|Signal Word||Size (D scale)||Simple Descriptor|
|Small||1||Unlikely to bury a person|
|Large||2||Can bury a person|
|Very Large||3||Can destroy a house|
|Historic||4 & 5||Can destroy part or all of a village|
It is another beautiful spring day with mostly clear skies and light winds expected. The sun beating down on the snowpack will be the most likely cause of any avalanches today, with an increased chance of glide avalanches, cornice failures, and wet loose avalanches on steeper terrain in the afternoon. Yesterday there was a cold breeze keeping the snow surface from melting much along the upper elevations near Sunburst and the surface just softened enough to help improve the skiing slightly in the early evening. Temperatures stayed cold enough to preserve dry snow on the surface on northern aspects above roughly 1500′.
Glide avalanche releases have been frequent this week along southern aspects in Turnagain Pass and we expect this trend to continue. It is important to recognize and avoid areas with existing glide cracks or avalanche debris from prior glide avalanches. Sometimes these can release even without an obvious crack on the snow surface. Being involved with a glide avalanche would be catastrophic due to the depth of the glide cracks and the very dense avalanche debris.
Even though this is the fifth day in a row of low danger, there is still an outside chance of finding a lingering slab avalanche on steep north facing terrain today. It is important to maintain safe travel protocols to minimize your groups exposure to an isolated and unexpected avalanche. That means trying to expose only one person at a time in avalanche terrain, spotting your partners, and grouping up in safe areas. All these practices will stack the odds in your favor and should be standard practice for mountain travel regardless of avalanche danger level.
Yesterday: Clear skies and light winds with temperatures rising into the 40’s in the afternoon at lower elevations and staying relatively cool in the upper 20’s at upper elevations.
Today: Another day of calm winds and quiet weather with a chance for clouds to start building in coastal areas in the afternoon as a low pressure system starts to move into the area tonight and tomorrow.
Tomorrow: A low pressure system currently centered in the Bearing sea will move east over the next two days, bringing increased cloud cover and wind speeds. Winds are expected to be light to moderate and start increasing Friday morning. No significant precipitation is expected in the forecast area.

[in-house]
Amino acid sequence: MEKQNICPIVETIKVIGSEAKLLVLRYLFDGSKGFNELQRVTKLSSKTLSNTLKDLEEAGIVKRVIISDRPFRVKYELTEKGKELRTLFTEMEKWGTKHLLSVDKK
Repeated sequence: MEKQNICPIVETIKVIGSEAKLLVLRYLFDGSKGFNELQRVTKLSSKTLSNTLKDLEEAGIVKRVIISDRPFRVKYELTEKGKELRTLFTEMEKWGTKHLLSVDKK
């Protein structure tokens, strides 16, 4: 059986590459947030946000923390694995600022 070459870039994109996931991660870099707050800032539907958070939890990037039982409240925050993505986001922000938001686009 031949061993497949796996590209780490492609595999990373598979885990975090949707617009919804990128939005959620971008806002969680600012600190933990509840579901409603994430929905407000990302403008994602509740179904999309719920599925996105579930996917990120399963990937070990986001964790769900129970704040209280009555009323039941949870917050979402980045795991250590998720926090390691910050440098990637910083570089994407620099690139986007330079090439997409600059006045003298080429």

PRECIPITATION 24-hour data (6am – 6am)
|Temp Avg (F)||Snow (in)||Water (in)||Snow Depth (in)|
|Center Ridge (1880′)||32||0||0||110|
|Summit Lake (1400′)||31||0||0||38|
|Alyeska Mid (1700′)||33||0||0||NA|
RIDGETOP 24-hour data (6am – 6am)
|Temp Avg (F)||Wind Dir||Wind Avg (mph)||Wind Gust (mph)|
|Seattle Ridge (2400′)||29||N||2||5|
|11/28/22||Turnagain||Observation: Pastoral||Schauer/ Wadsworth Forecaster|
|11/26/22||Turnagain||Observation: Eddies||Schauer/ Cullen Forecaster|
|11/26/22||Turnagain||Observation: Eddies||Andy Moderow|
|11/26/22||Turnagain||Observation: Lipps||Big Ripper|
|11/25/22||Turnagain||Observation: Sunburst||Hannah Smith|
|11/25/22||Turnagain||Observation: Sunnyside / Seattle Ridge||Matti Silta|
|11/25/22||Turnagain||Observation: Sunburst||John Sykes|
|11/25/22||Turnagain||Observation: Tincan Trees||Andy Moderow|
|11/25/22||Turnagain||Observation: Tincan||Galen Hecht|
Status of riding areas across the Chugach NF is managed by the Glacier and Seward Ranger Districts, not avalanche center staff. Riding area information is posted as a public service to our users and updated based on snow depth and snow density to prevent resource damage at trailhead locations. Riding area questions contact: email@example.com
|Area||Status||Weather & Riding Conditions|
This is a general backcountry avalanche advisory issued for Turnagain Arm with Turnagain Pass as the core advisory area. This advisory does not apply to highways, railroads or operating ski areas.